While Canada has experienced both a similar drop in crime rates and an escalation in immigration, less research has been conducted here on the subject. In a serendipitous turn of events, however, a University of Toronto study initiated more than thirty years ago provides some of the most convincing evidence to support the theory that more immigration equals less crime. In 1976, John Hagan, now a professor of sociology and law at both U of T and Northwestern University in Chicago, surveyed a group of 835 teenagers at four high schools in a region west of Toronto, near Pearson International Airport. (The community has never been named, to protect residents’ anonymity.) He asked them about their families, their attitudes toward education, what they did when they hung out with their friends, and the kind of trouble they got into. Did they smoke pot? Get into fights? Ever steal a car and take it for a joyride?
At the time, Hagan, who has since become one of the most prominent experts on immigration and crime, wasn’t looking into the issue of immigration at all. His interest was in youth delinquency, and such school-based studies were dominant during this period. The site he chose for his research, however, was about to undergo a radical demographic transformation. When his U of T colleagues Ronit Dinovitzer, a professor of sociology and law, and Ron Levi, a professor of criminology, returned in 1999 to repeat the survey, the community had become what they call “a global edge city” — taking the name from Joel Garreau’s groundbreaking 1991 book, Edge City, about emerging suburban economic power centres — with a high proportion of visible minorities, mainly South Asian, black, Filipino, and Chinese. Of Dinovitzer and Levi’s 900 respondents, a full 66 percent were from immigrant, non-European backgrounds (up from 10 percent in the original group), and it was upon seeing this diversity that the researchers realized they had more than just a study on youth delinquency; they had ample evidence to examine the relationship between immigration and crime…
The rise and rise of a pity-for-Osama lobby: How did ‘I hate bin Laden and I’m glad he’s dead’ become the most shocking thing one can say in polite society?
May 12, 2011
This week we have shuttled from an atmosphere of congratulation, even muted celebration, over the killing of OBL to what Rowan Williams, Archbishop of Canterbury and High Priest of the Chattering Classes, describes as a ‘very uncomfortable feeling’ about the killing of OBL. Those who dare to celebrate his death – mainly young American jocks – have been denounced as ‘abhorrent’ and ‘sickening’, and now the main way you advertise your decency, your membership of the civilised, upstanding, oh-so-unAmerican classes, is by wondering out loud if poor old OBL shouldn’t have been arrested and put on trial rather than having a bullet planted in his head.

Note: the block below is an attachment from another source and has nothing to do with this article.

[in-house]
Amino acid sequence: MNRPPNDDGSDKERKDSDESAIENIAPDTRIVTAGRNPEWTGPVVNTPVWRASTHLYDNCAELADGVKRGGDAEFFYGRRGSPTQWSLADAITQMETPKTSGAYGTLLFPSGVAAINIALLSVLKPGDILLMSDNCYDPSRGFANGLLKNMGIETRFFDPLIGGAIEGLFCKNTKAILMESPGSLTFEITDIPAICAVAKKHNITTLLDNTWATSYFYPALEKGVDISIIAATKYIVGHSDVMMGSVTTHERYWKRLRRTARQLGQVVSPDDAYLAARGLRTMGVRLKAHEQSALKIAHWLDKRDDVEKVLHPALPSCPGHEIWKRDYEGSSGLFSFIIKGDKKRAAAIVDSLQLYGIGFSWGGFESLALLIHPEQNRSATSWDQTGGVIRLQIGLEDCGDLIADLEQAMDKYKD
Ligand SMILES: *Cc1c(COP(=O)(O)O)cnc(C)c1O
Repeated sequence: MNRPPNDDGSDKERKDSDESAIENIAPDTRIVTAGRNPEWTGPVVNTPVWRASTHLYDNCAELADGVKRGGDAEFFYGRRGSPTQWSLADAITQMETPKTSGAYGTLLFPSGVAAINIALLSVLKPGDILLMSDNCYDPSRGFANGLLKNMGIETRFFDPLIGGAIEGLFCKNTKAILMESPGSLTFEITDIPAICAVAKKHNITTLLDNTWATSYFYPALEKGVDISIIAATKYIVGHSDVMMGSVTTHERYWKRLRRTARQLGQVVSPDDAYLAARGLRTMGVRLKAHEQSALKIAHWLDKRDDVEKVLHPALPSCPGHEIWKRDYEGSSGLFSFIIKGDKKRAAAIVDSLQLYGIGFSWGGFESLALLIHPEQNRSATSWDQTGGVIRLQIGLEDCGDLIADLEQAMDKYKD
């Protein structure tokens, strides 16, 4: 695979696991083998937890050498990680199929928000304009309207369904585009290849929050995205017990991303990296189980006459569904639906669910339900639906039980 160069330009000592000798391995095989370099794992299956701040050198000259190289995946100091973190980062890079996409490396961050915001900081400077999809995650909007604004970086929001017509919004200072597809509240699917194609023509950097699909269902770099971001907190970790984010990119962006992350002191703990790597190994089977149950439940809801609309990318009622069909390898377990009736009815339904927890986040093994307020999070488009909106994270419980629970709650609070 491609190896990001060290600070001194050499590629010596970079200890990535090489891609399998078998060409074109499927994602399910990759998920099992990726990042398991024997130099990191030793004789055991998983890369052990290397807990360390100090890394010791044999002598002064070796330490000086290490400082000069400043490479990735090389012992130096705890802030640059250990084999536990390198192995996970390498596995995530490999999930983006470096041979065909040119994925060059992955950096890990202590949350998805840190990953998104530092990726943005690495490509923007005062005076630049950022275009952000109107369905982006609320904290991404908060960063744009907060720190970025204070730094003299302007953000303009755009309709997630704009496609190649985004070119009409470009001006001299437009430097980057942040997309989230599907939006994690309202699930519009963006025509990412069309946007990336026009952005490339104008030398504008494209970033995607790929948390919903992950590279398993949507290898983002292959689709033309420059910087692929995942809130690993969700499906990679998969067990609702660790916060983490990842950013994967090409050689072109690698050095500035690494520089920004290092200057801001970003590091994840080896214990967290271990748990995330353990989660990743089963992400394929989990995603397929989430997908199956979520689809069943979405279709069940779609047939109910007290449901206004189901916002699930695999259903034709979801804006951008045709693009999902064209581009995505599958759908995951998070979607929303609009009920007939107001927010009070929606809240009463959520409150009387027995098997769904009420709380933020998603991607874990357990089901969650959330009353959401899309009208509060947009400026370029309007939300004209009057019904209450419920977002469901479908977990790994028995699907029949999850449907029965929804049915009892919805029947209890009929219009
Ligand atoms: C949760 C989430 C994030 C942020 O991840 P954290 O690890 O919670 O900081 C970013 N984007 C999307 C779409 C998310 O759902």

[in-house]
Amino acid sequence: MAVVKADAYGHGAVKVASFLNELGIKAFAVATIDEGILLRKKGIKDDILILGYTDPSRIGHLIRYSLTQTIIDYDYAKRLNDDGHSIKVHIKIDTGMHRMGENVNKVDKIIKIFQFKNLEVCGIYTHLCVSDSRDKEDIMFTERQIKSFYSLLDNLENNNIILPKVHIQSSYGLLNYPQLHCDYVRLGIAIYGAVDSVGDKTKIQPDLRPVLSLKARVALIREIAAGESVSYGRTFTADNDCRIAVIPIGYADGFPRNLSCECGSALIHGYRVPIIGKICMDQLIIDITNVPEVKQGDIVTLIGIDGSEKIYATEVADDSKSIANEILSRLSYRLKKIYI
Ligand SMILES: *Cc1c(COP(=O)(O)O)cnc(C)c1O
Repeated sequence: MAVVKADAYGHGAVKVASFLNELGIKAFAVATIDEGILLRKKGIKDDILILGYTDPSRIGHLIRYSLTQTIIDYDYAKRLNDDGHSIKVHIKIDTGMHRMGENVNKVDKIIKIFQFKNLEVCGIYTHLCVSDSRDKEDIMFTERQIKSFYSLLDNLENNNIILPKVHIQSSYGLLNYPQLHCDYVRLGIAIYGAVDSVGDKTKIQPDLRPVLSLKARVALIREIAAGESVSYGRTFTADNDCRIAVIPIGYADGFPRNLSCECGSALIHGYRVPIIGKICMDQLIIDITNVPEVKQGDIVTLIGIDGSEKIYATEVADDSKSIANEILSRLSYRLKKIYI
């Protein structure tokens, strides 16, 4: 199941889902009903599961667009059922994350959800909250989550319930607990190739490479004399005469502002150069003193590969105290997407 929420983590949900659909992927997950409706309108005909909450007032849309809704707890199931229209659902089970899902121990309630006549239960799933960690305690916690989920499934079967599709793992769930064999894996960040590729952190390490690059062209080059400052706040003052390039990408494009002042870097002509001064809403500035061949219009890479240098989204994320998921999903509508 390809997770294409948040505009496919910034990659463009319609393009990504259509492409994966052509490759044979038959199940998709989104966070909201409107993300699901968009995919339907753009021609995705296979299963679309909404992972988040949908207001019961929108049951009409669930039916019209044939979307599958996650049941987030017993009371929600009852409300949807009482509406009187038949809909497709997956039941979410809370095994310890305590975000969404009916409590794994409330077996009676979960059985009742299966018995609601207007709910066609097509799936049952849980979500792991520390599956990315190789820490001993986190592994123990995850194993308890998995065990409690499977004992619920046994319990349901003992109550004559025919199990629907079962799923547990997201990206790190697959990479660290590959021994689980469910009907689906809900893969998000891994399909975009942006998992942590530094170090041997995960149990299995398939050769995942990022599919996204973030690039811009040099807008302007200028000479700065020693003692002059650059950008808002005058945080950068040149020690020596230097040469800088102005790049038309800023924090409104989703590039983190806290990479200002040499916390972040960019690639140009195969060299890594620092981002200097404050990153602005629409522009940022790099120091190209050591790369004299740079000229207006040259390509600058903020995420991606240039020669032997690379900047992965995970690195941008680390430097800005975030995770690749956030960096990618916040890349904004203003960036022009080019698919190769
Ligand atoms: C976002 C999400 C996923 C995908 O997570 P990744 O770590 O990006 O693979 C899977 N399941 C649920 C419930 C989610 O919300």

This pity-for-Osama lobby, this bishop-led congregation of ‘uncomfortable’ moral handwringers, might pose as radical, denouncing America’s military action in bin Laden’s compound as ‘Wild West-style vengeance’. Yet in truth it is fuelled by self-loathing more than justice-loving. These critics are not opposed to Western intervention in principle – indeed, most of them have demanded ‘humanitarian’, political or legalistic intervention in other states’ affairs at one point or another. No, it is a discomfort with decisive action, a fear of what such action might lead to in the future, and a belief that people in the West should douse their emotional zeal and learn to be more meek, which motors the creepingly conformist anti-Obama and pro-Osama (well, almost) brigade. There is little, if anything, in this outburst of concerned liberal moralism that is worth backing.
The most striking thing was the speed with which the great and the good of the Western liberal elite sought to distance themselves from those vulgar, excitable Yanks and to express a more erudite and PC view of OBL’s demise. Barely 24 hours had passed since the dumping of bin Laden’s body in the sea before observers were describing President Obama as a ‘mobster’. ‘Are we gangsters or a Western democracy based on the rule of law?’, asked has-been mayor (and wannabe mayor) Ken Livingstone, who is so used to doing politics in the rarefied environs of London’s mayoral office that he doesn’t realise that the rule of law might not be so neatly applied during a shoot-out in a compound in Pakistan. Elsewhere the killing of bin Laden has already been described as a ‘war crime’ (isn’t everything these days?) while human rights campaigners say it would have been a better advert for Western values if justice against OBL had come ‘from a legitimate court of law rather than the end of gun’.